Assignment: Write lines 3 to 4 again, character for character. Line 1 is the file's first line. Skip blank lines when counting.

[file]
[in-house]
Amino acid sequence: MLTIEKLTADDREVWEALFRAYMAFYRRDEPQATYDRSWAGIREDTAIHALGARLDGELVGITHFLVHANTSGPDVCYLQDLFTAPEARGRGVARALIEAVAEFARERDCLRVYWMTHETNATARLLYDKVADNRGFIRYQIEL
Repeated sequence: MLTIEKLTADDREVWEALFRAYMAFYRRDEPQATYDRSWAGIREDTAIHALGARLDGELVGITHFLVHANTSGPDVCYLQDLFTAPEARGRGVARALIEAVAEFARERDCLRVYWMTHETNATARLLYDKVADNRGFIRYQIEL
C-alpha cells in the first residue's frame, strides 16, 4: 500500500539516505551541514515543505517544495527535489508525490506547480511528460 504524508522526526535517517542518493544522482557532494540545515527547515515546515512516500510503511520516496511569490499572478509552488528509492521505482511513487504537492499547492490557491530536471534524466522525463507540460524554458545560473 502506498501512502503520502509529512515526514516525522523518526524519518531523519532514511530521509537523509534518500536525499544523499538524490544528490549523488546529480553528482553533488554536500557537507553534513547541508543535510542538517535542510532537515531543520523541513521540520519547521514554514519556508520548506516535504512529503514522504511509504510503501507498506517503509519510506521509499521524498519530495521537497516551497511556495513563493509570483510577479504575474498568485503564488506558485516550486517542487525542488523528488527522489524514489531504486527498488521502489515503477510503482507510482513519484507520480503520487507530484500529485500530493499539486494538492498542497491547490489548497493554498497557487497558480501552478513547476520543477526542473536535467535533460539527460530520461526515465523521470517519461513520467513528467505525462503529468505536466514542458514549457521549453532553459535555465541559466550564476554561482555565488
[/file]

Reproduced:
Repeated sequence: MLTIEKLTADDREVWEALFRAYMAFYRRDEPQATYDRSWAGIREDTAIHALGARLDGELVGITHFLVHANTSGPDVCYLQDLFTAPEARGRGVARALIEAVAEFARERDCLRVYWMTHETNATARLLYDKVADNRGFIRYQIEL
C-alpha cells in the first residue's frame, strides 16, 4: 500500500539516505551541514515543505517544495527535489508525490506547480511528460 504524508522526526535517517542518493544522482557532494540545515527547515515546515512516500510503511520516496511569490499572478509552488528509492521505482511513487504537492499547492490557491530536471534524466522525463507540460524554458545560473 502506498501512502503520502509529512515526514516525522523518526524519518531523519532514511530521509537523509534518500536525499544523499538524490544528490549523488546529480553528482553533488554536500557537507553534513547541508543535510542538517535542510532537515531543520523541513521540520519547521514554514519556508520548506516535504512529503514522504511509504510503501507498506517503509519510506521509499521524498519530495521537497516551497511556495513563493509570483510577479504575474498568485503564488506558485516550486517542487525542488523528488527522489524514489531504486527498488521502489515503477510503482507510482513519484507520480503520487507530484500529485500530493499539486494538492498542497491547490489548497493554498497557487497558480501552478513547476520543477526542473536535467535533460539527460530520461526515465523521470517519461513520467513528467505525462503529468505536466514542458514549457521549453532553459535555465541559466550564476554561482555565488